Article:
My Suitcase Subscribe Now for Insider Info

Tales of a Modern Knight

An In-Depth Interview with Medieval Times Head Knight

If someone told you their occupation was a "knight," you might assume they were an actor. Sam Talley, Head Knight at Medieval Times Dinner & Tournament in Dallas, TX, clarifies. “The knights at Medieval Times wear a lot of different hats. In a nutshell, I’d say we’re more professional athletes than performers and stuntmen.” Not that it makes things easier when he’s doing his taxes. After all, can you list “knight” as a profession? “You don’t anticipate that until you get to the form and wonder ‘What do I do for a living?’”

A knight for over 14 years, Talley was an athletic guy, full-time student, and tile layer in Baltimore, MD on the fateful day he went to the mall to get a watch repaired. Medieval Times was preparing to open a new location, and he was noticed in the crowd. The next thing he knew, he was being flown down to Dallas for knight boot camp.

Currently, as Head Knight, it’s now his job to train the current batch. “We have a variety of young men from a variety of backgrounds,” he says. This includes corporate guys sick of being stuck behind a desk, but especially young men who were college or high school athletes.

Everyone starts as a squire, learning horsemanship, combat, jousting, weapons and armor maintenance, and more. “We actually prefer to hire people without any horse experience and without any stage fighting experience,” says Talley. “It’s better for us to teach someone from scratch than to break any bad habits.” After about six months to a year, he might consider promoting them to a knight. But that doesn’t mean the training is over. “Just to perform one role as a knight in our show takes at least 300 hours of training.”

There’s no offseason, either, so Talley and his men keep in peak physical condition year-round. They practice with swords, lances, maces, and more to fully master the show’s elaborate fight choreography. “We change the script to our show every three years or so.” He explains, “We keep it for that period of time because we only get better over time.”

Horsemanship is another vital skill. “There’s no such thing as a knight without a horse.” Medieval Times breeds their own steeds, from powerful Quarter Horses for jousting to elegant Andalusians. And Talley says you never stop learning. “I’ve found that I’ve become a better horseman after I had children. Nothing will prepare you for having a lifetime of patience than children.”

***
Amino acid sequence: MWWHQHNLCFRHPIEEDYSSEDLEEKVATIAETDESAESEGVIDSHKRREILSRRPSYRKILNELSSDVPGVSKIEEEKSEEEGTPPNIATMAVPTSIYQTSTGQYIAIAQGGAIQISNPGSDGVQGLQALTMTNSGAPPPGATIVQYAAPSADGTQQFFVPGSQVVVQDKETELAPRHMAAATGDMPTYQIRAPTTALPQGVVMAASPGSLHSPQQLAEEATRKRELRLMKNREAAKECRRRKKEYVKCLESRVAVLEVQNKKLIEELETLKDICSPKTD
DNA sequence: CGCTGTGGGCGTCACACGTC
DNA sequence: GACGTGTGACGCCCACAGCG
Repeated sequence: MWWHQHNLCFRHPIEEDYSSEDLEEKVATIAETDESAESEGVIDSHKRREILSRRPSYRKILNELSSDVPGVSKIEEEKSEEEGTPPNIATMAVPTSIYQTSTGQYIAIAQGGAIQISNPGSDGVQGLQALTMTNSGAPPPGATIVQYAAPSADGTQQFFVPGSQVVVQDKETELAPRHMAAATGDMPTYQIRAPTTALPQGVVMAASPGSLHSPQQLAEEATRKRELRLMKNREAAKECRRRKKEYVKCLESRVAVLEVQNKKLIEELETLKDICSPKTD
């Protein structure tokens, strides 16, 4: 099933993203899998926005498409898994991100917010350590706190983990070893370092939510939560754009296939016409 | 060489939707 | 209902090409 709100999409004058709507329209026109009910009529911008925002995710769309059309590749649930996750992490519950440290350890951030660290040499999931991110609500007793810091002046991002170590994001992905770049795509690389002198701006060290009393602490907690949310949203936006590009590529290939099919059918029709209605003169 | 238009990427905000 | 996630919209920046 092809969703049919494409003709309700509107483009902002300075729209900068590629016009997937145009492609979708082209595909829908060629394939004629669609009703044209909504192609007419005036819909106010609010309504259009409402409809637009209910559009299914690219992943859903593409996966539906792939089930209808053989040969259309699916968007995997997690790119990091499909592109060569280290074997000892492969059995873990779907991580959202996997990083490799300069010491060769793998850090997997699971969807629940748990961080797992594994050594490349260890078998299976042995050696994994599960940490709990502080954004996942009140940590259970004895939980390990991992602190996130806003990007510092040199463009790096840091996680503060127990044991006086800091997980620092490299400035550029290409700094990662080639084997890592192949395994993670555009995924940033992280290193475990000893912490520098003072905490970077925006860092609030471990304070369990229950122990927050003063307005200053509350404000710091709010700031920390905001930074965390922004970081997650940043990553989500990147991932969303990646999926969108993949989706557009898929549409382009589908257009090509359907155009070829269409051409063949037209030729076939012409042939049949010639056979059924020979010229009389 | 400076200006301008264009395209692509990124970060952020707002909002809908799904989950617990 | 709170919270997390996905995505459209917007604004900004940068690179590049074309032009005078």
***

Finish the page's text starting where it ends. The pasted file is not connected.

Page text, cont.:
All that training is important. After all, being a knight is not without risk. Live steel, powerful horses, and plenty of other variables can make it a dangerous profession. That’s why even the most experienced knights train between 2-5 hours for every performance. “We minimize risk through training. I always tell my new recruits, and even my experienced knights, ‘The safer we are with the proper technique, the more aggressive we can appear.’”

Despite being athletes, Medieval Times is still a show. Knights more comfortable with the crowds tend to perform better. “That’s the biggest part of our performance. Charisma isn’t something you can teach; you either have it or you don’t.” He says there’s nothing like standing in that circular arena, all eyes on you. It’s part of what makes the job amazing. “We’re getting paid here to play with horses and swords in front of a crowd of cheering fans.”

“There’s nothing better than watching a young knight that I’d trained for hundreds and hundreds of hours perform in his first show.” Talley makes sure he teaches his men with everything he’s learned so that the knowledge will continue to be passed down through the generations. “I can only imagine how good the knights in ten years will be if we keep up this trend. It’s what keeps me excited about this job.”

So despite all the hard work, fatigue, and demanding schedule that can keep him away from his family, Talley remains passionate. “As cliché as it sounds, I’ve grown up with this company. I met my wife here; we’ve got three kids. There are people here that will be in my life after I leave. I love to coach, I love to teach, I love to train new knights. I love to take young men and mold them into something harder and better than when we got them.”

-By Ettractions Digital Content Editor, ALLISON BENNETT

You have now added this profile to your suitcase

You are not logged in. To login or create an account please click here